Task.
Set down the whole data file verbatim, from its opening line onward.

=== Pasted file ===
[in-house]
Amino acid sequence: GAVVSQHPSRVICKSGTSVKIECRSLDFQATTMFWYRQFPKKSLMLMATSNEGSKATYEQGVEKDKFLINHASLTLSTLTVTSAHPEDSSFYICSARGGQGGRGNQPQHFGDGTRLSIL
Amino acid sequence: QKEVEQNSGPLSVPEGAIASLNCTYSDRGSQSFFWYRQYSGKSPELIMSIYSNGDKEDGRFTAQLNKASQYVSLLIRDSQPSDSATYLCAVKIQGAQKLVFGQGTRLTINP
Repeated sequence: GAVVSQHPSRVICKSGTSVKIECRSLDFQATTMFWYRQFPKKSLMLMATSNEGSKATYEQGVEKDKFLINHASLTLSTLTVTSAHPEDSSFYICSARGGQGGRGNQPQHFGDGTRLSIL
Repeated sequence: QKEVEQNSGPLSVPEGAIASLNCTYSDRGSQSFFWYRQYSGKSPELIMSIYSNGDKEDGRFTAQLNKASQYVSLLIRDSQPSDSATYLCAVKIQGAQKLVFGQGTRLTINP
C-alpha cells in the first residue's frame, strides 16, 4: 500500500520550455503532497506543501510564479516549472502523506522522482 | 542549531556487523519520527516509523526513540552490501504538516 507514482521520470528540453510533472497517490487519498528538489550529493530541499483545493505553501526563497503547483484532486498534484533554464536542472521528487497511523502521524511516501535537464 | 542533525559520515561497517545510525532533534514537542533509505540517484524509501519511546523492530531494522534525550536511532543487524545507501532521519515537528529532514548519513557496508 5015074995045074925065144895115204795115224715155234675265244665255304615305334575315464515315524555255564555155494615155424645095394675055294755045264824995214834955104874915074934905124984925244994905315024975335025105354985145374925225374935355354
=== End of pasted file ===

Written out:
[in-house]
Amino acid sequence: GAVVSQHPSRVICKSGTSVKIECRSLDFQATTMFWYRQFPKKSLMLMATSNEGSKATYEQGVEKDKFLINHASLTLSTLTVTSAHPEDSSFYICSARGGQGGRGNQPQHFGDGTRLSIL
Amino acid sequence: QKEVEQNSGPLSVPEGAIASLNCTYSDRGSQSFFWYRQYSGKSPELIMSIYSNGDKEDGRFTAQLNKASQYVSLLIRDSQPSDSATYLCAVKIQGAQKLVFGQGTRLTINP
Repeated sequence: GAVVSQHPSRVICKSGTSVKIECRSLDFQATTMFWYRQFPKKSLMLMATSNEGSKATYEQGVEKDKFLINHASLTLSTLTVTSAHPEDSSFYICSARGGQGGRGNQPQHFGDGTRLSIL
Repeated sequence: QKEVEQNSGPLSVPEGAIASLNCTYSDRGSQSFFWYRQYSGKSPELIMSIYSNGDKEDGRFTAQLNKASQYVSLLIRDSQPSDSATYLCAVKIQGAQKLVFGQGTRLTINP
C-alpha cells in the first residue's frame, strides 16, 4: 500500500520550455503532497506543501510564479516549472502523506522522482 | 542549531556487523519520527516509523526513540552490501504538516 507514482521520470528540453510533472497517490487519498528538489550529493530541499483545493505553501526563497503547483484532486498534484533554464536542472521528487497511523502521524511516501535537464 | 542533525559520515561497517545510525532533534514537542533509505540517484524509501519511546523492530531494522534525550536511532543487524545507501532521519515537528529532514548519513557496508 5015074995045074925065144895115204795115224715155234675265244665255304615305334575315464515315524555255564555155494615155424645095394675055294755045264824995214834955104874915074934905124984925244994905315024975335025105354985145374925225374935355354